In a chapter on the puppet shadow-plays and traditional dramas based on the ancient legends, McPhee refers to the dance as “music made visible,” Balanchine’s artistic credo, except that Balanchine would have objected to the Balinese theater’s obscuring of the borders where dancing ends and acting begins. When McPhee finally decides to undertake a serious study of the island’s music, which later became Music in Bali, he pitches a tent in distant places in search of ancient primitive instruments, such as are seen in relief sculptures on Javanese temples. He is shown several unfamiliar kinds of drums and gongs and a kind of rattle, a harp-shaped frame hung with different sizes of bamboo tubes. McPhee does not confine his inquiries to technicalities. “How does a musician earn a living?” he asks, and the answer is: “Oh, his wives weave mats.”
A House in Bali was written in the early 1940s at Yaddo, in the house of Henry Cowell at Shady (Wood-stock), New York, and in the top-floor apartment of the Brooklyn Heights brownstone whose other tenants included W.H. Auden, Carson McCullers, Gypsy Rose Lee, Oliver Smith, Benjamin Britten, and Peter Pears. (McPhee’s Balinese transcriptions undeniably influenced Britten’s The Prince of the Pagodas, which makes more interesting use of them than McPhee ever managed to do.) Paul and Jane Bowles were also residents in the Brooklyn house while McPhee lived there, and the reader inevitably remarks on the resemblances between the two couples, and on the two men themselves, both of them having wedded unusual “Janes,” lived as expatriates and preservers of indigenous cultures, worked as music critics, and been more successful as writers than as composers.
While at work on A House in Bali, McPhee recognized that “I write so much better than I compose.” (Virgil Thomson might have made the same recognition of his own gifts, though it is not likely he would have said so, as well as Harry Partch, author of the lucidly argued Genesis of a Music and composer of sounds remote from Western musical traditions.) McPhee elaborates in a letter:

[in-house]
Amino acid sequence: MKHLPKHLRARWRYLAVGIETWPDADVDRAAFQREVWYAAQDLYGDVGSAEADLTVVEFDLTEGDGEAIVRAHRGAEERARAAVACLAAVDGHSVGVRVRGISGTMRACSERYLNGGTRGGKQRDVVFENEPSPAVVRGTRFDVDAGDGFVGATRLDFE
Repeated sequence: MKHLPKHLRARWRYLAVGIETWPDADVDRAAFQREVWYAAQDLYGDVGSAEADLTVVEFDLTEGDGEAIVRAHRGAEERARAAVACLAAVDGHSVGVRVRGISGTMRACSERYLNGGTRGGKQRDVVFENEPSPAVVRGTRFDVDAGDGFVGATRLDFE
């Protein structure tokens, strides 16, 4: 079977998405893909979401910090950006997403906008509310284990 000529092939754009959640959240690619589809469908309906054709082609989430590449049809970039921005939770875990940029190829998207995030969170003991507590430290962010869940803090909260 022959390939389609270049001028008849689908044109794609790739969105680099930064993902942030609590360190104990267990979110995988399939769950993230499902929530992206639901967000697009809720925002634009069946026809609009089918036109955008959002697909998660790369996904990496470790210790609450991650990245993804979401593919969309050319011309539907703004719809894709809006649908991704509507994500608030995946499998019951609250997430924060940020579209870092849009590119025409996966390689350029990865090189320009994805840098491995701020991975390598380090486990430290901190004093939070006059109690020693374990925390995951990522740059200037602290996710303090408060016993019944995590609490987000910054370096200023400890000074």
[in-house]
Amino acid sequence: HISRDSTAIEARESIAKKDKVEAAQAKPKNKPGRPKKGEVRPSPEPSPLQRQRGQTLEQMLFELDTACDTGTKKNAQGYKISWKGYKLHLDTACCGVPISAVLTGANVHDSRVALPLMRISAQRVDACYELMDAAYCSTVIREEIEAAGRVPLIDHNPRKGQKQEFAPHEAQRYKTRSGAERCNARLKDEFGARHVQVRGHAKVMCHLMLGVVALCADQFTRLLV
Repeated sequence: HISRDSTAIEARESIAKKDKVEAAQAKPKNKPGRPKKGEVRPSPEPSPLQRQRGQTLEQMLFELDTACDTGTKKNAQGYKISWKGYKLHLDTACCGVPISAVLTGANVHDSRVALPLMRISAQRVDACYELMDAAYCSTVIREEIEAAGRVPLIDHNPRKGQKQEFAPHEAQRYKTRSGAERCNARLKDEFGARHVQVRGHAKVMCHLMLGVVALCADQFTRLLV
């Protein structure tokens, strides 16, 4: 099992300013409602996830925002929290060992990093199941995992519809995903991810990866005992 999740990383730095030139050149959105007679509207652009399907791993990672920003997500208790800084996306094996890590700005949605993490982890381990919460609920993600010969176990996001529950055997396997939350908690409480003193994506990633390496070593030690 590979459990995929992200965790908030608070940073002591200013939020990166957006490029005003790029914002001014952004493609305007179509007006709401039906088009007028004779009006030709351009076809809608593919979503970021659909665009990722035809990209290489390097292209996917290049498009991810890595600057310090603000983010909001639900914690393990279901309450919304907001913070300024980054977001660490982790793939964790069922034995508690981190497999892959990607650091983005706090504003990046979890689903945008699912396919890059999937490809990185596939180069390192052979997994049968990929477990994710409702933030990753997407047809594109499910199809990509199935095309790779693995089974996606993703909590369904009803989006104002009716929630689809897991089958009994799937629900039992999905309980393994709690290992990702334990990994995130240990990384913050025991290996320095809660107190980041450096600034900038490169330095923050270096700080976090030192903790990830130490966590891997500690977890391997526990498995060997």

I’ve been trained as a musician, and feel words the way I feel tones. The sentences must float…. Just as the music of Mozart floats, while Beethoven,…and Bach too at times, sinks to the bottom of the glass.
He told Margaret Mead, a close friend though he found her “YMCA energy” tiresome, “I was a fool to be so fussy about what I thought was style, but…at last when I had a subject, I could not resist playing with it self-indulgently. At the same time I was trying to make a complex experience crystal-clear.”
Fussed over or not—three versions of A House in Bali are mentioned and McPhee admitted that “little, trivial things seem able to disturb me for hours. You’d think I was James or Flaubert”—McPhee’s book displays remarkable descriptive dexterity. In the tiny port town of Buleleng,
the dentists were Japanese, and their offices held no secrets from the passerby. In the center of each a plush chair balanced on uncertain machinery; the walls were covered with terrifying charts, while glass cases exhibited pearly molars and sets of golden teeth.
A House in Bali, Music in Bali, the children’s story A Club of Small Men, the music criticism, and the letters attest to a “natural” literary gift. So do McPhee’s unpublished Balinese field notes:
Spent the day sailing in praus across the straits of Java…walking over the coral reefs…. Small fish of indescribable brilliance, gold, scarlet, crimson, ultramarine and silver; enormous starfish…giant clams—the same whose shells are used in Cathedrals of France for l’eau benit.
McPhee’s music criticism, the 140 or so pages of it published in Mina Lederman’s Modern Music between 1939 and 1946, as well as his record reviews in Mademoiselle and the more substantial essays on Balinese music in Dance Index and The Musical Quarterly, exposes a more audacious side of his personality, and an honesty that such friends as Virgil Thomson and Aaron Copland must have respected, even as it may have irritated them (Benjamin Britten was “grieved” by McPhee’s dismissal of Sonnets of Michelangelo as “baroque and pompous show-pieces”). Thomson’s “chaste and Lilliputian” Third Piano Sonata, McPhee writes, might better be described as “Adventure in C…a sharp would be as disturbing as a coarse word at a church social”; the “eloquent simplicity of [Copland’s Lincoln Portrait] somehow does not ring quite true to my ears”; and “the sexy and goonlike voices of the Andrews Sisters, those Rhine maidens of the jukebox,” provide an object-lesson “in the degradation of a Negro tune.” He might have been thinking of Stokowski, with whom he had had some experience, in noting that the gamelan orchestra has “no conductor’s stick to beat time, no over-eloquent hands to urge or subdue.”